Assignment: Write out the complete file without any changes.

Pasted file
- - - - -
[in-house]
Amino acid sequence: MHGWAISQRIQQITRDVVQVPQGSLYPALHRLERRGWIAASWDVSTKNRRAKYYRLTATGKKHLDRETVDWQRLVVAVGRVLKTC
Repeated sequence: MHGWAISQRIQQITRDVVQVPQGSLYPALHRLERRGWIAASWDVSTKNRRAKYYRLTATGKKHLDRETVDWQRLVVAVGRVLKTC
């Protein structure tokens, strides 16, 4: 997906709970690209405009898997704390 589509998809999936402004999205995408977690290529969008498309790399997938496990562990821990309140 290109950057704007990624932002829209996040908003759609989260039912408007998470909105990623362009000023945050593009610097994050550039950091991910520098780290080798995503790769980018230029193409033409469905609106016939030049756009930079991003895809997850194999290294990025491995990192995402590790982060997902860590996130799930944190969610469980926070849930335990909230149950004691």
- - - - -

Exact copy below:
[in-house]
Amino acid sequence: MHGWAISQRIQQITRDVVQVPQGSLYPALHRLERRGWIAASWDVSTKNRRAKYYRLTATGKKHLDRETVDWQRLVVAVGRVLKTC
Repeated sequence: MHGWAISQRIQQITRDVVQVPQGSLYPALHRLERRGWIAASWDVSTKNRRAKYYRLTATGKKHLDRETVDWQRLVVAVGRVLKTC
């Protein structure tokens, strides 16, 4: 997906709970690209405009898997704390 589509998809999936402004999205995408977690290529969008498309790399997938496990562990821990309140 290109950057704007990624932002829209996040908003759609989260039912408007998470909105990623362009000023945050593009610097994050550039950091991910520098780290080798995503790769980018230029193409033409469905609106016939030049756009930079991003895809997850194999290294990025491995990192995402590790982060997902860590996130799930944190969610469980926070849930335990909230149950004691």